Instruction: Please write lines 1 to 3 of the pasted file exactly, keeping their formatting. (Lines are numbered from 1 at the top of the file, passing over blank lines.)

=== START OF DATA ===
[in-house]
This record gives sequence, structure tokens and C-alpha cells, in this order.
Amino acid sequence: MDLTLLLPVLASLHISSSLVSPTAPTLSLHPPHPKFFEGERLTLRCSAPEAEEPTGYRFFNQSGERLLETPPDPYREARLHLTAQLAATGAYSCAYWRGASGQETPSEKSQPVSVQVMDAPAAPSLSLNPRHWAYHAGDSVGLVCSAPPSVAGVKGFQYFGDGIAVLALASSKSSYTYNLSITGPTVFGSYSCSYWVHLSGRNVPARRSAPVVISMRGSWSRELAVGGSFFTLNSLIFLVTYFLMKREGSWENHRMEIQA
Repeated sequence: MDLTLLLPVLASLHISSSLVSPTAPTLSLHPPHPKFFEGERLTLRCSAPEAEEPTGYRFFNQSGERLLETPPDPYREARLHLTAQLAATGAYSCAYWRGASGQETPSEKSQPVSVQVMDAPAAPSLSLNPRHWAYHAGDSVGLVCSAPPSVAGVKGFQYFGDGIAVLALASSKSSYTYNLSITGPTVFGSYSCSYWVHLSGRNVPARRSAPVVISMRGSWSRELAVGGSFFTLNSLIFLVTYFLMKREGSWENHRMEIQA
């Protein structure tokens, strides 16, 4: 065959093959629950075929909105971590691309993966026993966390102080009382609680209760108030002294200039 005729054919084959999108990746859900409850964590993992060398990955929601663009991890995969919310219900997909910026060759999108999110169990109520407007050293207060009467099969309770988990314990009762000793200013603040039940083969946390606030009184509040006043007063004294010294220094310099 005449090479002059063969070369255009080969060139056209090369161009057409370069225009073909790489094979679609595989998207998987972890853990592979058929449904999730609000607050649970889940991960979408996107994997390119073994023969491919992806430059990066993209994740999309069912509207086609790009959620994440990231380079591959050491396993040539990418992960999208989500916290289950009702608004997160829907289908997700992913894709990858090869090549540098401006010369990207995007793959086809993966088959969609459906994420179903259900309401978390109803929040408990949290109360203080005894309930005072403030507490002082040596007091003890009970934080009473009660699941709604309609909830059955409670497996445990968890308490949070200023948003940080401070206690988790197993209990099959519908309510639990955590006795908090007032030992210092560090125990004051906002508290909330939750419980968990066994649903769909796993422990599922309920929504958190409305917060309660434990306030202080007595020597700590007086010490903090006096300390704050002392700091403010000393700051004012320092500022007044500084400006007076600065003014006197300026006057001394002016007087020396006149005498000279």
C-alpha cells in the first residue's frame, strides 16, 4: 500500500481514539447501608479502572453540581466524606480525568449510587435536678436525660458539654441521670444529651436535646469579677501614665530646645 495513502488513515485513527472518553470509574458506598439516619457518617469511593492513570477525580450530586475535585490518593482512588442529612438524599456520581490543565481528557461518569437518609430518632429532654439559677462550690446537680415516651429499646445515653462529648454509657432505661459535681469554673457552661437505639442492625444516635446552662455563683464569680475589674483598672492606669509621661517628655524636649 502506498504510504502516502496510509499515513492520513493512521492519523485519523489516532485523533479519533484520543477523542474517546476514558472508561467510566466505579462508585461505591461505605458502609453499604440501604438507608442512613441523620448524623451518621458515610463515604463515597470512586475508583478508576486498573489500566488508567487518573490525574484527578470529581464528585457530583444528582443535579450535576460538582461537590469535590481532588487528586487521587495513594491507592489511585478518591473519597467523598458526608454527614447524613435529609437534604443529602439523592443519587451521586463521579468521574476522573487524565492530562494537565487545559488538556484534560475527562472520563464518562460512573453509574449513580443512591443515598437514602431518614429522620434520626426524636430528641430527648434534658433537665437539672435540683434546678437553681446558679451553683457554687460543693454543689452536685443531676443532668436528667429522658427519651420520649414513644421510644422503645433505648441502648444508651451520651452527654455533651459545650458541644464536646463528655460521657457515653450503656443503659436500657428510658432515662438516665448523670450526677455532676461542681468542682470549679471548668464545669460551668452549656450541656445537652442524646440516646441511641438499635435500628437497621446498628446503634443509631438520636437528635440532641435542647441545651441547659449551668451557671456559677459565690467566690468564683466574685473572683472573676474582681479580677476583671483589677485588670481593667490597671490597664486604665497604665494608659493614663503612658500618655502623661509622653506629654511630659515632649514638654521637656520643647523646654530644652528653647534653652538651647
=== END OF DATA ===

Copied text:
[in-house]
This record gives sequence, structure tokens and C-alpha cells, in this order.
Amino acid sequence: MDLTLLLPVLASLHISSSLVSPTAPTLSLHPPHPKFFEGERLTLRCSAPEAEEPTGYRFFNQSGERLLETPPDPYREARLHLTAQLAATGAYSCAYWRGASGQETPSEKSQPVSVQVMDAPAAPSLSLNPRHWAYHAGDSVGLVCSAPPSVAGVKGFQYFGDGIAVLALASSKSSYTYNLSITGPTVFGSYSCSYWVHLSGRNVPARRSAPVVISMRGSWSRELAVGGSFFTLNSLIFLVTYFLMKREGSWENHRMEIQA